Curtis, Michael M.

2012-06-05T23:59:59.000Z

209

Conceptual design. Final report: TFE Verification Program  

DOE Green Energy (OSTI)

This report documents the TFE Conceptual Design, which provided the design guidance for the TFE Verification program. The primary goals of this design effort were: (1) establish the conceptual design of an in-core thermionic reactor for a 2 Mw(e) space nuclear power system with a 7-year operating lifetime; (2) demonstrate scalability of the above concept over the output power range of 500 kW(e) to 5 MW(e); and (3) define the TFE which is the basis for the 2 MW (e) reactor design. This TFE specification provided the basis for the test program. These primary goals were achieved. The technical approach taking in the conceptual design effort is discussed in Section 2, and the results are discussed in Section 3. The remainder of this introduction draws a perspective on the role that this conceptual design task played in the TFE Verification Program.

Not Available

1994-03-01T23:59:59.000Z

210

Design Verification Report Spent Nuclear Fuel (SNF) Project Canister Storage Building (CSB)  

SciTech Connect

The Sub-project W379, ''Spent Nuclear Fuel Canister Storage Building (CSB),'' was established as part of the Spent Nuclear Fuel (SNF) Project. The primary mission of the CSB is to safely store spent nuclear fuel removed from the K Basins in dry storage until such time that it can be transferred to the national geological repository at Yucca Mountain Nevada. This sub-project was initiated in late 1994 by a series of studies and conceptual designs. These studies determined that the partially constructed storage building, originally built as part of the Hanford Waste Vitrification Plant (HWVP) Project, could be redesigned to safely store the spent nuclear fuel. The scope of the CSB facility initially included a receiving station, a hot conditioning system, a storage vault, and a Multi-Canister Overpack (MCO) Handling Machine (MHM). Because of evolution of the project technical strategy, the hot conditioning system was deleted from the scope and MCO welding and sampling stations were added in its place. This report outlines the methods, procedures, and outputs developed by Project W379 to verify that the provided Structures, Systems, and Components (SSCs): satisfy the design requirements and acceptance criteria; perform their intended function; ensure that failure modes and hazards have been addressed in the design; and ensure that the SSCs as installed will not adversely impact other SSCs. Because this sub-project is still in the construction/start-up phase, all verification activities have not yet been performed (e.g., canister cover cap and welding fixture system verification, MCO Internal Gas Sampling equipment verification, and As-built verification.). The verification activities identified in this report that still are to be performed will be added to the start-up punchlist and tracked to closure.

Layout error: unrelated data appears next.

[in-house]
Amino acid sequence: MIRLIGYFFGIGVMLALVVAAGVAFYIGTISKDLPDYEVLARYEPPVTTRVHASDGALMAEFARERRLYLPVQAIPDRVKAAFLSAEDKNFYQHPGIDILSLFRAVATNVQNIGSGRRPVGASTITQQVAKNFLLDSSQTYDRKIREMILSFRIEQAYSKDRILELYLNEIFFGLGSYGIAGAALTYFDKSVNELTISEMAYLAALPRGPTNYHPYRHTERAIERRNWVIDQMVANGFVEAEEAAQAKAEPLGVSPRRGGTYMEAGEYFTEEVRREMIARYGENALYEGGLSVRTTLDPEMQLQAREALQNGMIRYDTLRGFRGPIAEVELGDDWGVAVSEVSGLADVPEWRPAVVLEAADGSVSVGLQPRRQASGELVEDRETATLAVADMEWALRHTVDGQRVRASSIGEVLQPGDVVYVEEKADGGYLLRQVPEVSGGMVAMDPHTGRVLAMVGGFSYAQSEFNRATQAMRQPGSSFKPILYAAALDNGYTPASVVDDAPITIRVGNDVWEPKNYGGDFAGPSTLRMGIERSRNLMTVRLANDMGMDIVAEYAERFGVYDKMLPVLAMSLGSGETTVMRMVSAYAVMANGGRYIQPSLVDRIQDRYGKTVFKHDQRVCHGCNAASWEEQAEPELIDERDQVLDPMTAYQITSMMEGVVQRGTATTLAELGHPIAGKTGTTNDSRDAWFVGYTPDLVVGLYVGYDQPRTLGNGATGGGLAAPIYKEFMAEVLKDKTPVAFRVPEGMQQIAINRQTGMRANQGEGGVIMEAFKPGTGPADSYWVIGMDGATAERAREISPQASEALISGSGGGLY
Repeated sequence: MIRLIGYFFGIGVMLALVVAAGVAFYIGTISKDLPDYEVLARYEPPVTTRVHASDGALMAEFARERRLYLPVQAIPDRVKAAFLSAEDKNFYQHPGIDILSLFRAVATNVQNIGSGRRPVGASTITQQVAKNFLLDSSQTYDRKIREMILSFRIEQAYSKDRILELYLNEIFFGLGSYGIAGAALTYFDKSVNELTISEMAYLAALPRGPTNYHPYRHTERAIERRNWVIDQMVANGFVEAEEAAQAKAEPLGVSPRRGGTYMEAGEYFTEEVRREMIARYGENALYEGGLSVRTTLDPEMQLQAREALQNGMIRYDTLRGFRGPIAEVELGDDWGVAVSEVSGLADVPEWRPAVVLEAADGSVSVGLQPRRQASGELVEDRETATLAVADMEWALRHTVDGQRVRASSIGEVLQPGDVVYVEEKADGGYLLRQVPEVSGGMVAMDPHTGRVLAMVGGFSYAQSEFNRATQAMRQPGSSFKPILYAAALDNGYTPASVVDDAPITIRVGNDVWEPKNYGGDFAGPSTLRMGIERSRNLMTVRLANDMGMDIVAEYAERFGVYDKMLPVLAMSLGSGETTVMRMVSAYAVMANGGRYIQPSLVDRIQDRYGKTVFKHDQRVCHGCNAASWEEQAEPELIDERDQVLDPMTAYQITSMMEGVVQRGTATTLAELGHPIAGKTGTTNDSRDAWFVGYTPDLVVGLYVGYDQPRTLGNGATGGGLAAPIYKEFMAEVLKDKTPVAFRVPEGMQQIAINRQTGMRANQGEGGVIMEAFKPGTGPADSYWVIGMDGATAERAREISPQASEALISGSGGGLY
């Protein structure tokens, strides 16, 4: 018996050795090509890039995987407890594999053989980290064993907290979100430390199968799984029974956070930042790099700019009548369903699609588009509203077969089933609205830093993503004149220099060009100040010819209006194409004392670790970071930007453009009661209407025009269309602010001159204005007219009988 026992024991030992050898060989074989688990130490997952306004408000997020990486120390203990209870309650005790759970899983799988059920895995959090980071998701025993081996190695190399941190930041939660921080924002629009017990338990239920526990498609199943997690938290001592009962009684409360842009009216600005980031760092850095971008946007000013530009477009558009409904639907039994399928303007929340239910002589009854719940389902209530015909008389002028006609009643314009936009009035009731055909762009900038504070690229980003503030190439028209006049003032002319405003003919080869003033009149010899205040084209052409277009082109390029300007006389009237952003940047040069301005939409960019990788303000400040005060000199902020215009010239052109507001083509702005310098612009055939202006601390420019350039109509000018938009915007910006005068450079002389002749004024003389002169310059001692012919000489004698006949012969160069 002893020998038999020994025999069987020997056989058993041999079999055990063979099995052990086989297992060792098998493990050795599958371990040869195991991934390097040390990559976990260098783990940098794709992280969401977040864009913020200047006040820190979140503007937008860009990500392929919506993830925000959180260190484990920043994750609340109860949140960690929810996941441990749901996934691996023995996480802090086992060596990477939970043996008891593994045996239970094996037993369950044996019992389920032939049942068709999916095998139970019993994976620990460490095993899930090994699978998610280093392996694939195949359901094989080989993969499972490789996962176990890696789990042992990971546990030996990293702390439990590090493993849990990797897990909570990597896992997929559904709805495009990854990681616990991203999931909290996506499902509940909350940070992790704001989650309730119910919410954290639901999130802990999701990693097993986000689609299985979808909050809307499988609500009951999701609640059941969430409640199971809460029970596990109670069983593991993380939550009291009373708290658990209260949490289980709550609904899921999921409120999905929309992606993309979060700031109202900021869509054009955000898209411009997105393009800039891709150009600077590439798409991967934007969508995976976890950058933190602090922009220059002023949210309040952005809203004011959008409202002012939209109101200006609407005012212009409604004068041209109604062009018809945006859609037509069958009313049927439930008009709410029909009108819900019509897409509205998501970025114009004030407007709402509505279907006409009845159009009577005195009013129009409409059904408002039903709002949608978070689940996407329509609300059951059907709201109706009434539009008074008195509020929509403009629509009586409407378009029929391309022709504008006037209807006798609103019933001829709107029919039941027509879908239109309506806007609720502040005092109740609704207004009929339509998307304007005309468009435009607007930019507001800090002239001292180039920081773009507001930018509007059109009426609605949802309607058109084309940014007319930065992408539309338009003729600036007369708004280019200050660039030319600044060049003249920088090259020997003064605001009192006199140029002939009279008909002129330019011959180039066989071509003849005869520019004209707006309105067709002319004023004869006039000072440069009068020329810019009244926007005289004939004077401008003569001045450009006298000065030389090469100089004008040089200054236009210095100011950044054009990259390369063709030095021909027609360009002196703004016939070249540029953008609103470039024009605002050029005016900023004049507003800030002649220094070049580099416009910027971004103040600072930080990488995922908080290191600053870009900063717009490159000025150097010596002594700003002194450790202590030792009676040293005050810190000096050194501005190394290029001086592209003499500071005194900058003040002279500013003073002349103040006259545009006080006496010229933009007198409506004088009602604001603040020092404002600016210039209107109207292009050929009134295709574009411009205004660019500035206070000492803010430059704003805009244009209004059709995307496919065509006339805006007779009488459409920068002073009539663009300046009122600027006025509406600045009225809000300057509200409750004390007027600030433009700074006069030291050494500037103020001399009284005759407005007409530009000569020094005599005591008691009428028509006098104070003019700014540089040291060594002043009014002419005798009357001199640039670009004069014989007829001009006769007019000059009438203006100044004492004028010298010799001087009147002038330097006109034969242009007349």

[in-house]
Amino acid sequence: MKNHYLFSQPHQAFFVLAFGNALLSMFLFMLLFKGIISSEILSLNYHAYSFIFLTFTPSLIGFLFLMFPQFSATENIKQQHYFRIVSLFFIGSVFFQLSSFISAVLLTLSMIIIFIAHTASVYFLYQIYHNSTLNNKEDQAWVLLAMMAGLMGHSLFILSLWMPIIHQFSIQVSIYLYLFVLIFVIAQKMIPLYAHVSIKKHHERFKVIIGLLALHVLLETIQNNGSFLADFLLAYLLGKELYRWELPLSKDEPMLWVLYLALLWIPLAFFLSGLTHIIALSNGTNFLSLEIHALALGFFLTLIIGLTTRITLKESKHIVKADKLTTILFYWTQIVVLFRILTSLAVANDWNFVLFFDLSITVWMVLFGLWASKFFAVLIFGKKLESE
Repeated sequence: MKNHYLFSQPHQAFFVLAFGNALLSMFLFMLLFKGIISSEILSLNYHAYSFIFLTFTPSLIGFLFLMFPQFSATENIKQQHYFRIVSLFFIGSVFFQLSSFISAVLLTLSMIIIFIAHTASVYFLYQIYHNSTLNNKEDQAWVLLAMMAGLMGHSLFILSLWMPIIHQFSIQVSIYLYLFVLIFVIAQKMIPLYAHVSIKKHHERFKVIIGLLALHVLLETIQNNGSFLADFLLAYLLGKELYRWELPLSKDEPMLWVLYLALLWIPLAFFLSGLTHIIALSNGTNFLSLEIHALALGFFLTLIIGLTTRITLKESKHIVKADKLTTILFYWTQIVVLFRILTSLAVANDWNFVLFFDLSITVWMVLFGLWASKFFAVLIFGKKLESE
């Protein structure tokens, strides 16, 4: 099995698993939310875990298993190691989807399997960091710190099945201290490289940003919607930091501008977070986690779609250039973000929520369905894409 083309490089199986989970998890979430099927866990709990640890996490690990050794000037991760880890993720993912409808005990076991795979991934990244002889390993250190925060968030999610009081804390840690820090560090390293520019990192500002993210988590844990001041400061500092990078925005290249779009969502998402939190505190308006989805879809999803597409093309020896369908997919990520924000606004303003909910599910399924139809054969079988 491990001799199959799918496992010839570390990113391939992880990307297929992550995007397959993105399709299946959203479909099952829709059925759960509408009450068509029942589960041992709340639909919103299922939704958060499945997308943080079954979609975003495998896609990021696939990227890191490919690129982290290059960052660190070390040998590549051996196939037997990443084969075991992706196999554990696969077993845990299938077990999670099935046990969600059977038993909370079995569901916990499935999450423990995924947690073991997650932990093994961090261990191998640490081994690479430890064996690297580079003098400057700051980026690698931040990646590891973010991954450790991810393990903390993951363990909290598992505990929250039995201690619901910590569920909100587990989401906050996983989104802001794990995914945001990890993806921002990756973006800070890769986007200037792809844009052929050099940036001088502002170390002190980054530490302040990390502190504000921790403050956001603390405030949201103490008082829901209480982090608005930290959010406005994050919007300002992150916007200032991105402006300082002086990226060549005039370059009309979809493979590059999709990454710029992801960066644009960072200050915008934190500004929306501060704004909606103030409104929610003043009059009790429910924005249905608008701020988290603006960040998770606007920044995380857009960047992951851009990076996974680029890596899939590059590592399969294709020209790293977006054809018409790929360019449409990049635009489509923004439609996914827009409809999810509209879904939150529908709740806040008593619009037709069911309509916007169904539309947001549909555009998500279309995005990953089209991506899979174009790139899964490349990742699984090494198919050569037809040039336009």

PICKETT, W.W.

2000-09-22T23:59:59.000Z

211

NONLINEAR FORCE-FREE FIELD MODELING OF A SOLAR ACTIVE REGION USING SDO/HMI AND SOLIS/VSM DATA  

Science Conference Proceedings (OSTI)

We use SDO/HMI and SOLIS/VSM photospheric magnetic field measurements to model the force-free coronal field above a solar active region, assuming magnetic forces dominate. We take measurement uncertainties caused by, e.g., noise and the particular inversion technique, into account. After searching for the optimum modeling parameters for the particular data sets, we compare the resulting nonlinear force-free model fields. We show the degree of agreement of the coronal field reconstructions from the different data sources by comparing the relative free energy content, the vertical distribution of the magnetic pressure, and the vertically integrated current density. Though the longitudinal and transverse magnetic flux measured by the VSM and HMI is clearly different, we find considerable similarities in the modeled fields. This indicates the robustness of the algorithm we use to calculate the nonlinear force-free fields against differences and deficiencies of the photospheric vector maps used as an input. We also depict how much the absolute values of the total force-free, virial, and the free magnetic energy differ and how the orientation of the longitudinal and transverse components of the HMI- and VSM-based model volumes compare to each other.